Lyon looking to stop Lionel Messi in Champions League

Lyon have to try and stop Messi without their talisman Nabil Fekir. (AFP)
Updated 18 February 2019
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Lyon looking to stop Lionel Messi in Champions League

  • French club without talisman and captain Nabil Fekir.
  • "We must stop Messi" says coach Bruno Genesio.

LYON: Olympique Lyonnais will be out to succeed where so many other have failed by trying to “reduce” the influence of Lionel Messi when they host Barcelona in their Champions League last-16 first leg without their talisman and captain Nabil Fekir on Tuesday.
Fekir will be suspended for the game, limiting Lyon’s striking power as Bruno Genesio’s side will rely on defender Ferland Mendy to contain Argentine forward Messi and French striker Ousmane Dembele.
“Nabil Fekir is our captain and technical leader. We will have to do more to compensate for his absence,” Genesio said.
“We will have to reduce Messi’s influence.”
Despite Messi having scored more than 100 times in the Champions League, Lyon midfielder Houssem Aouar has confidence in his team mate Mendy to control proceedings at the Groupama Stadium.
“I think that Ferland Mendy is ready to face Messi,” he said.
“We are confident in the qualities of our squad.”
Aouar’s enthusiasm may yet be dented as Lyon are also sweating on the fitness of defender Jason Denayer and midfielder Tanguy Ndombele.
The French side geared up for Tuesday’s clash with a hard-fought 2-1 Ligue 1 win against Guingamp on Friday while Barca needed a Messi penalty to beat Real Valladolid 1-0 in La Liga on Saturday.
Lyon are the clear underdogs but they have already shown they can rise up to the big occasions, inflicting Paris St. Germain’s only Ligue 1 defeat of the season a couple of weeks ago. They also beat English champions Manchester City in the Champions League group stage in September.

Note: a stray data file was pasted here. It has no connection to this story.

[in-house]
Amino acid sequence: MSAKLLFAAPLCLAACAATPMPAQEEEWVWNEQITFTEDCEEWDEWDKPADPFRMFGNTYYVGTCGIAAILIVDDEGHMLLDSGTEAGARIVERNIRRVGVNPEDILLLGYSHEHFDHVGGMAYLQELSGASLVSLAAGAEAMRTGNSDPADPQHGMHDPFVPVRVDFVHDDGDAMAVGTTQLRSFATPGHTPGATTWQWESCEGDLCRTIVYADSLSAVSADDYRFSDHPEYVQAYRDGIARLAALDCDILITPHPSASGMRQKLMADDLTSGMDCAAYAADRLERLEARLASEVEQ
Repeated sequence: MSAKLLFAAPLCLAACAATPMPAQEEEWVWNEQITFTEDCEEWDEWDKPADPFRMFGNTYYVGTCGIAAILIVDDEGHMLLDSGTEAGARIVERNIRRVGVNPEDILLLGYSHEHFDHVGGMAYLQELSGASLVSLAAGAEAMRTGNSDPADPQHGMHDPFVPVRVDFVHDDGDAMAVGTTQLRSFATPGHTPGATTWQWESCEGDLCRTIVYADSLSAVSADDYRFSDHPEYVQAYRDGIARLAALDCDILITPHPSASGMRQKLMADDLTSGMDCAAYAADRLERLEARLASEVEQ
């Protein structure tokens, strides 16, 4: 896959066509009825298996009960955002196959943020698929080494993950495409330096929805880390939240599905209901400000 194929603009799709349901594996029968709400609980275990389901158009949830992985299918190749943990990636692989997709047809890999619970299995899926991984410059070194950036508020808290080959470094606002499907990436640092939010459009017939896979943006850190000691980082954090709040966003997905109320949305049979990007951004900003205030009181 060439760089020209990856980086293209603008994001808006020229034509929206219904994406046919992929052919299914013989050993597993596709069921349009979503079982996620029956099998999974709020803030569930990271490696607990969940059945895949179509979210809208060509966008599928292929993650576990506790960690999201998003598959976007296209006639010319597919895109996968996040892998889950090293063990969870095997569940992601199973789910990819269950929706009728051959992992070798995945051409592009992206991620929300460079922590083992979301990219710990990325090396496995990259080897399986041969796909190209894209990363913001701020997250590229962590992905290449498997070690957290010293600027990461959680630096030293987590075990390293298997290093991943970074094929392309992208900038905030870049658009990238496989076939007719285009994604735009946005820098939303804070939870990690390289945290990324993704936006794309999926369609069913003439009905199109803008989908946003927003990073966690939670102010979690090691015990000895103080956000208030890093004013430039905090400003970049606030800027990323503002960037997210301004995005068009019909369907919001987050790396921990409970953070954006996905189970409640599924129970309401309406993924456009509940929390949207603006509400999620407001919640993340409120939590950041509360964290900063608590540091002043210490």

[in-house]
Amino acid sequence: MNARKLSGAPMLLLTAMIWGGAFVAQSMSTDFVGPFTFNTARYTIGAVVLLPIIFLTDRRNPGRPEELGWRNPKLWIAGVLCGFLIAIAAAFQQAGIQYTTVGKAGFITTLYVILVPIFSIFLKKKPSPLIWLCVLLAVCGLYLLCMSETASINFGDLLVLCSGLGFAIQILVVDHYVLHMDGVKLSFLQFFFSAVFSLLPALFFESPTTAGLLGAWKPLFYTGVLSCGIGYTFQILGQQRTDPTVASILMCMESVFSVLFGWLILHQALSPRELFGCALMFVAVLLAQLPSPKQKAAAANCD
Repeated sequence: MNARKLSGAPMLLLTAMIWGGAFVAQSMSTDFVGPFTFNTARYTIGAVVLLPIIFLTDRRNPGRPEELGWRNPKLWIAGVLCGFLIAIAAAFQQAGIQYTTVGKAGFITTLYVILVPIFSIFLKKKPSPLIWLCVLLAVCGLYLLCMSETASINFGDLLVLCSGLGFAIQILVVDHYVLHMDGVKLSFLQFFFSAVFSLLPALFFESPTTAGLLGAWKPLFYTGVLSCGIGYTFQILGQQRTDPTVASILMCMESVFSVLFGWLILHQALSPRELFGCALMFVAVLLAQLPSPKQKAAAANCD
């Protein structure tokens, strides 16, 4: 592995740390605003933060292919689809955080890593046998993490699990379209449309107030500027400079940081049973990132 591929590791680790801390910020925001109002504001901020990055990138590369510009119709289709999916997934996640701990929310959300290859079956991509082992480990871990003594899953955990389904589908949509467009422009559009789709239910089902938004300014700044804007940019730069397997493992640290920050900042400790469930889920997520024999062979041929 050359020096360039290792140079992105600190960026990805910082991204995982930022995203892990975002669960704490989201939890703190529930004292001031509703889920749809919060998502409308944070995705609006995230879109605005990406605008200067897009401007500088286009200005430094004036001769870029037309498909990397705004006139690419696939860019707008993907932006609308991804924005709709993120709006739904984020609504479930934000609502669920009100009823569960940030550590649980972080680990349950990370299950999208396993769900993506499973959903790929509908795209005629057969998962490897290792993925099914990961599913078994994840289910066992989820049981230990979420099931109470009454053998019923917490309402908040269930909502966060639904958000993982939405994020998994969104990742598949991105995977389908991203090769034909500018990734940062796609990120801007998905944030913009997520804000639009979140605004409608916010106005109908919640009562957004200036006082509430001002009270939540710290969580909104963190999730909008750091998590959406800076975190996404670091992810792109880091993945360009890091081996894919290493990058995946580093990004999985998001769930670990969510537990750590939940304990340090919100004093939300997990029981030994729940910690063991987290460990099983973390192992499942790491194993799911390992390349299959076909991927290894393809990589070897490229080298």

Algeria ready for ‘match of a lifetime’ — Guedioura

Updated 19 July 2019
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Algeria ready for ‘match of a lifetime’ — Guedioura

  • The Cup of Nations showpiece marks the climax not only of Algeria’s campaign on the field, but of their fans’ recent political campaign in the stands

CAIRO: Algeria midfielder Adlene Guedioura says Friday’s Africa Cup of Nations final against Senegal represents the “match of a lifetime” as his country bids to capture the title for a second time.

The Desert Foxes lifted their lone trophy on home soil in 1990 but coach Djamel Belmadi has reinvigorated a team that crashed out in the group stage two years ago and then flopped in World Cup qualifying.

“I think it’s the match of a lifetime for a lot of players in the team and for Algeria,” said Guedioura, who at 33 is the oldest member of the squad.

The Nottingham Forest journeyman has started five of six games in Egypt and insisted much of the credit for Algeria’s eye-catching performances must go to former national team midfielder Belmadi.

“He really knows the players and what he wants. The good thing is he knows how to get through to the players and how to listen,” said the 48-time international.

“If you don’t have a good cook you can’t have a good recipe. With that we realize we can be all together and it’s important to be a team.

“It’s important for Algeria because we used to have good individuals and now we feel very strong as a team and we want to achieve as a team.”

A Youcef Belaili goal earned Algeria a 1-0 victory over Senegal in the group stage, but Belmadi was quick to point out the statistics were heavily weighted in their opponents’ favor.

“Of course we can lose this match. We have an opponent that is number one in the FIFA rankings for Africa. They were at the World Cup. We were eliminated in the first round in 2017,” said Belmadi.

“If you get to the final, the aim is obviously to win it. The game in the group stage wasn’t decisive but now it is and that’s the difference.”

He added: “The most important is to stay concentrated and determined yet calm at the same time.”

Algeria will have the backing of an additional 4,800 fans for the final.

Some of them will arrive in Cairo on military planes organized by Prime Minister Noureddine Bedoui.

The Cup of Nations showpiece marks the climax not only of Algeria’s campaign on the field, but of their fans’ recent political campaign in the stands.

In April, long-standing president Abdelaziz Bouteflika resigned after weekly Friday protests against his expected candidacy for elections, and football fans have been heavily involved in demonstrations.

“We know what’s happening. The people we represent have been wonderful,” said Guedioura

“It’s magnificent what is happening. We’re focused on football but we want to win the final for the people,” he added.